‘Look,’ said Treuherz, sensing my doubt, ‘let me show you the effect homeopathy has had in the past.’ He leapt around his study, pulling down old books, laying them open in front of me. ‘Here! These are the records of Joseph Kidd, a doctor from Limerick who studied homeopathy in London. When the famine struck Ireland he returned home to treat people with Hahnemann’s remedies. I have his figures here and his patients did dramatically better than those in the regular hospital.’ Perhaps he gave them more food, I suggested, feeling childish. ‘Kidd didn’t have any more food than anyone else,’ said Treuherz, ‘but he treated his patients with homeopathic medicine for malnourishment and dysentery. Here’s another one. In the 19th century, during the cholera epidemic, the mortality rate of local hospitals was about 60 per cent. At the homeopathic hospital it was 16 per cent. Even if I didn’t believe in the principles of homeopathy, I know where I’d go if I had cholera!’ Difficult to disagree.
‘People are scared of homeopathy because they don’t understand it,’ says Treuherz, ‘and because homeopathic remedies can produce unpredictable reactions. Sometimes, for instance, patients react to a constitutional remedy by weeping, because we treat the whole patient not just the visible symptoms. Homeopathy brings what’s inside out.’ As Treuherz bustled around the room, looking for another book, I went a little quiet. Last year, after taking a remedy given me by a homeopath in Shepherd’s Bush, I put down my bike on the grass by Admiralty Arch and, for no reason I could think of, sobbed fit to bust. Ten minutes later, right as rain, I was back on my bike. Weird but true. But did that mean Francis Treuherz was right about why little white pills failed to perform in front of scientists? Did it mean that my mother’s osteoarthritis would f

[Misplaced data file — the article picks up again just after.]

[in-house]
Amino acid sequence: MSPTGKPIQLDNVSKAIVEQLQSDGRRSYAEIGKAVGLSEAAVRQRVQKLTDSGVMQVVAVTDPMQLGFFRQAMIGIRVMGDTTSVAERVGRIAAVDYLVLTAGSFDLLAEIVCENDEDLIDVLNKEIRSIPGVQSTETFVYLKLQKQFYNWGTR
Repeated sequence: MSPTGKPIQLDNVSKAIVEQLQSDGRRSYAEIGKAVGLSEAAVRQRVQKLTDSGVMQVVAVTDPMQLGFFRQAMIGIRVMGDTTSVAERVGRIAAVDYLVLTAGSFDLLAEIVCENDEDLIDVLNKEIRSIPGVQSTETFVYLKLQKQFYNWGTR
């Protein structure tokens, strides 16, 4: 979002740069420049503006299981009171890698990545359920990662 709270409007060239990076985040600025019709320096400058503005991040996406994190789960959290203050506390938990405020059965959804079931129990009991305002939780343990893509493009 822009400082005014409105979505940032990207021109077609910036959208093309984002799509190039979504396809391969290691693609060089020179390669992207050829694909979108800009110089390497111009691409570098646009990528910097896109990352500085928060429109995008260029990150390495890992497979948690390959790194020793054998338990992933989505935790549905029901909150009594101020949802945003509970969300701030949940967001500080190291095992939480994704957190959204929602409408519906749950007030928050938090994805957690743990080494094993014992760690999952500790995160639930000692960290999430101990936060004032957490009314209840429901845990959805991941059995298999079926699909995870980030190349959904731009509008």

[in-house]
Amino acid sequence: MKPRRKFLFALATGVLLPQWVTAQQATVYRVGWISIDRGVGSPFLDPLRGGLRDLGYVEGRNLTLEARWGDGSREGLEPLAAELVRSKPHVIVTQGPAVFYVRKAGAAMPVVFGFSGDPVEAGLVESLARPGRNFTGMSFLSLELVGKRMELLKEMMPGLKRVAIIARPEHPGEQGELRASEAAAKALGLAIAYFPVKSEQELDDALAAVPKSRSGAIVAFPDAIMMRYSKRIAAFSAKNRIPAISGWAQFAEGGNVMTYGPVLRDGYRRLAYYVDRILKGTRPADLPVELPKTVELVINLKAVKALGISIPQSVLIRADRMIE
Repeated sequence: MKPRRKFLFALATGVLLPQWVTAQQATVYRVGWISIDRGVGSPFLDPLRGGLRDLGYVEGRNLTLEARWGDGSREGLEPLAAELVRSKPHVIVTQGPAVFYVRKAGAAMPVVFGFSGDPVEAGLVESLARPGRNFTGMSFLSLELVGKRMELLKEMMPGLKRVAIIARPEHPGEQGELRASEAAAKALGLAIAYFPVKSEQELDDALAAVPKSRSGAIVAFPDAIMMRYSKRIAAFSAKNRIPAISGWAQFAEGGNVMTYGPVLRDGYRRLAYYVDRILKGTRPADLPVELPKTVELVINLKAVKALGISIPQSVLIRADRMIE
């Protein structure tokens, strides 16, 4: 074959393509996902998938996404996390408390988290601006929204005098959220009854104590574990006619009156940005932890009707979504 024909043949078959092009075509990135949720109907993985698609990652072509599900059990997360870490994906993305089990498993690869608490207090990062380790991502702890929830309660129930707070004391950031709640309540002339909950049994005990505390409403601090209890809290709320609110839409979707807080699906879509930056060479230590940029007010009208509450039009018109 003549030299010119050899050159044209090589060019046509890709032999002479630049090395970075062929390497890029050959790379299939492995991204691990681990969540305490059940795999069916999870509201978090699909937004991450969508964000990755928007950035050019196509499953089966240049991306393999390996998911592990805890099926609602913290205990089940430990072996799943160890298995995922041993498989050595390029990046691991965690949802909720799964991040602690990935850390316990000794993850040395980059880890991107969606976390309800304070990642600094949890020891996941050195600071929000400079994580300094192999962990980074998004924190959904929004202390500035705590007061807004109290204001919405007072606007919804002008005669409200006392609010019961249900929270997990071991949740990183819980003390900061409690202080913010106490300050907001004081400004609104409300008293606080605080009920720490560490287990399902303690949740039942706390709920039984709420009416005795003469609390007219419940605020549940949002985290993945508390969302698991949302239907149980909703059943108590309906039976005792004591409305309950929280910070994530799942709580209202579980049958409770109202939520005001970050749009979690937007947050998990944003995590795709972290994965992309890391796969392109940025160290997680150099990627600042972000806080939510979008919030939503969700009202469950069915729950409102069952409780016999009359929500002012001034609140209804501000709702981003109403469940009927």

ade away under the influence of the imprint of a lava molecule on water? Who knows? When I tuned back in, he was speaking with some urgency. ‘People try to write homeopathy out of history, but we’re talking about two paradigms of science here and they’re heading for a collision.’
I left Dr Treuherz’s surgery with a bag-ful of pamphlets proving homeopathy’s influence throughout the ages, quite convinced that it does have more than a placebo effect, but why and to what extent I was less sure. Nor was I sure, on the current evidence, that homeopathic medicine should be available on the NHS. Patients themselves may long for little white pills, but how could a doctors advise them without knowing how homeopathy works? There’s no guarantee that busy hospital staff would have the time to find exactly the right remedy to suit patients’ symptoms and, as Treuherz says, the wrong remedy is utterly useless. The NHS has limited funds and until homeopathy proves itself properly, it seems wrong to take money away from hip replacements.
A few hours later my mother called. She had just returned from a hip X-ray at the hospital. ‘Well, darling, the X-rays don’t show any sign of improvement, but I still think the remedy’s working. I can walk at least twice as far as I used to be able to. I know I can, whatever the doctors say.’